DENVER — A local barber said he was falsely handcuffed and detained in connection to a crime simply because he's a black man.
Jamiyl Brown, who owns Style-Dezign-N-Fades in downtown Denver, named three officers in a lawsuit for boarding a light rail train at the Decatur-Federal station and immediately taking him into custody in connection to shots fired in a church kitchen.
"We need to take you outside, please," an officer is seen and heard saying in body camera video moments after they boarded the train last January.
Brown is seen on video wearing headphones and seated among dozens of other passengers on his way to work. He lives in Lakewood.
According to Brown's lawsuit, officers were seeking a man for firing at least one shot into the kitchen ceiling at Mean Street Ministry in the hours before Brown's arrest.
Except for being black, the lawsuit said the description of the suspected gunman -- short and obese -- did not match Brown, who's tall and thin. Nor did the name. Yet after officers retrieved Brown's identification, he said they held him for roughly 30 minutes anyway because he coincidentally had a gun on him without a permit -- a charge that was ultimately dismissed.
"It was embarrassing," he told Contact7. "I felt violated."
Brown and an attorney argued that officers violated his rights under the Fourth Amendment, which prohibits unreasonable searches and seizures. Another attorney is using the same argument as the basis of the lawsuit filed against the officers last week.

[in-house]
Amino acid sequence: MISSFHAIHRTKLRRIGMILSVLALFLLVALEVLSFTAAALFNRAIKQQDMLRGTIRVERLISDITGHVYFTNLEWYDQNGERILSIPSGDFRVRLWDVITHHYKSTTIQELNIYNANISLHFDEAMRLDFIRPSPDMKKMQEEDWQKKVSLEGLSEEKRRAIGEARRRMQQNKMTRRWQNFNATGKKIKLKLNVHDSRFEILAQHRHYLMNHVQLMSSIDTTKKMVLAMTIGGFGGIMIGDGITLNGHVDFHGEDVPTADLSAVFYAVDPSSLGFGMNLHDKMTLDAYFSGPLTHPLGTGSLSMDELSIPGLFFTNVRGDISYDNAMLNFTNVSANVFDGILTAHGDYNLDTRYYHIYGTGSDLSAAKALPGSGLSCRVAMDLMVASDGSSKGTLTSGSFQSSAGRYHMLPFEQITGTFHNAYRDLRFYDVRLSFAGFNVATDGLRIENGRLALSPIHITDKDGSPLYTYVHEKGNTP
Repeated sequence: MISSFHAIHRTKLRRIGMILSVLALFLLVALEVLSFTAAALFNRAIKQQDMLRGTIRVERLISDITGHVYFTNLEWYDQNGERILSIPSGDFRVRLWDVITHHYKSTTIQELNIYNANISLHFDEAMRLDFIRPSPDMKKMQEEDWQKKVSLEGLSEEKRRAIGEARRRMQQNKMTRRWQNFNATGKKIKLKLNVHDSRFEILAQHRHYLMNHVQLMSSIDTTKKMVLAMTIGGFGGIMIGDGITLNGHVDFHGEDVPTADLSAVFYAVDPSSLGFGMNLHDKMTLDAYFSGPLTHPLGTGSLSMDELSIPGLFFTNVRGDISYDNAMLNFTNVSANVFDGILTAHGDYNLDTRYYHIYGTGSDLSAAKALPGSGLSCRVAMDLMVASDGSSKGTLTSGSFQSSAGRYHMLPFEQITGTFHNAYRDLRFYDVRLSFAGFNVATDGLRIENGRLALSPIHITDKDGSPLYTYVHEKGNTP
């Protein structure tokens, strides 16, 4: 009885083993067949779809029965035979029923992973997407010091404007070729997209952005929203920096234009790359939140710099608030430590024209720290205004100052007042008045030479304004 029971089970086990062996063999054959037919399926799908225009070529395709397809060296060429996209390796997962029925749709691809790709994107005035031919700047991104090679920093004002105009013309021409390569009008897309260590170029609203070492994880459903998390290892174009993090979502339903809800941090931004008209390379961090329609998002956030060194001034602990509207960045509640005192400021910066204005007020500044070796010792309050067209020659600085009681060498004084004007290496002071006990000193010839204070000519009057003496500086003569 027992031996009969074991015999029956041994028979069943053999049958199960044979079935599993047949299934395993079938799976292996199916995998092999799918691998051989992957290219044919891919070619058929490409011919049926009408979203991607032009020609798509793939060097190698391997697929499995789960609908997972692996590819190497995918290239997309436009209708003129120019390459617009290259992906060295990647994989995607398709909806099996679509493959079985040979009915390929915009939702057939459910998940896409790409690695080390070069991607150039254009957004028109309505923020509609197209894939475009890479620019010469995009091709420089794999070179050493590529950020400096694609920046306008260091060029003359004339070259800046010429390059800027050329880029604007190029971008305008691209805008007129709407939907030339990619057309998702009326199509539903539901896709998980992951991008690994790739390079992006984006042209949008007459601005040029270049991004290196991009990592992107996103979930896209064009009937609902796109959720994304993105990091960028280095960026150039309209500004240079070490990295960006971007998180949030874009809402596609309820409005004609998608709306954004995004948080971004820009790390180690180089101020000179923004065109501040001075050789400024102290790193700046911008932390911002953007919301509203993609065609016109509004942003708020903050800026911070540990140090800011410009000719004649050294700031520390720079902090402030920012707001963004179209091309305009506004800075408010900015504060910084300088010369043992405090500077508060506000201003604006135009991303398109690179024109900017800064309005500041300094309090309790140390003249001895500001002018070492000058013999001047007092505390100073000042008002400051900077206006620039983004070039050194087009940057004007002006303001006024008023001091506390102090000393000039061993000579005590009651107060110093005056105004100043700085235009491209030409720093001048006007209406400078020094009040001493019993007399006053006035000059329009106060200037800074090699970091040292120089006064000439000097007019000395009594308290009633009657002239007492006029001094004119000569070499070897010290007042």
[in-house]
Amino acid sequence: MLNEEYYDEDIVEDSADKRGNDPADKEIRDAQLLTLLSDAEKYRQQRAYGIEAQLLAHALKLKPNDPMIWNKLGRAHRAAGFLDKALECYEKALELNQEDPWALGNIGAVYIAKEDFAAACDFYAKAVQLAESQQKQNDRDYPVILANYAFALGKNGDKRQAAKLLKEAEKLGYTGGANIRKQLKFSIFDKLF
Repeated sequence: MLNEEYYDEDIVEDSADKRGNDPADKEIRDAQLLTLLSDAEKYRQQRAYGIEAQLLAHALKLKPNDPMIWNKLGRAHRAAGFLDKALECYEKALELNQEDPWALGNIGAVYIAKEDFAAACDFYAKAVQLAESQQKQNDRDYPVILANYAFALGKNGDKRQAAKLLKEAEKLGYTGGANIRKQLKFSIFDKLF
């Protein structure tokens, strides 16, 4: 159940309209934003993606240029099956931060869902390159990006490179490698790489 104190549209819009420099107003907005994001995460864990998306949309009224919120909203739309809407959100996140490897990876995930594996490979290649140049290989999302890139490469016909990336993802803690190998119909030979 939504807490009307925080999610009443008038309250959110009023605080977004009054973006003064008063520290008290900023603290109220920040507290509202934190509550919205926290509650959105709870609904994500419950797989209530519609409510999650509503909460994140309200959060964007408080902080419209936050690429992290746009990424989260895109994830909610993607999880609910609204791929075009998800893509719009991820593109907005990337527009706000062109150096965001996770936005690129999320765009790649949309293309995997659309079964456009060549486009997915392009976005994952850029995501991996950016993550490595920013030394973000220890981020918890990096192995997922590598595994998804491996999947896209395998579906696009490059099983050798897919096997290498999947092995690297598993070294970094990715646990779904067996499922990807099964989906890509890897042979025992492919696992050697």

"It is literally the case that Mr. Brown was detained, searched, handcuffed, and arrested for the crime of 'riding while black,' in gross violation of his civil rights," the lawsuit reads. "Defendants' detention of Mr. Brown was not justified at its inception, because they had no articulable reasonable suspicion that Mr. Brown had committed or was about to commit a crime."
The lawsuit contends that officers could have avoided the false arrest had they simply asked Brown to produce his identification before detaining him.
"Any reasonable police officer would know that merely because a person is the same race as a suspect does not constitute grounds for a reasonable suspicion that the person is the suspect," the lawsuit also reads.
Contact7 contacted Denver police and city leaders on Friday about the lawsuit, but they have not yet responded. It's typically standard practice for government agencies to not speak on the specifics of pending litigation.
In the meantime, Brown said he's unable to obtain a concealed handgun permit because of the now-dismissed criminal citation. He said he was carrying the weapon at the time of his arrest as a means of protection because he frequently transports his business's earnings, paid in cash, between his home and business.
"It's accountability, it's to send a message," Brown said of the lawsuit filed. "And it's to open people's eyes to the world we're living in."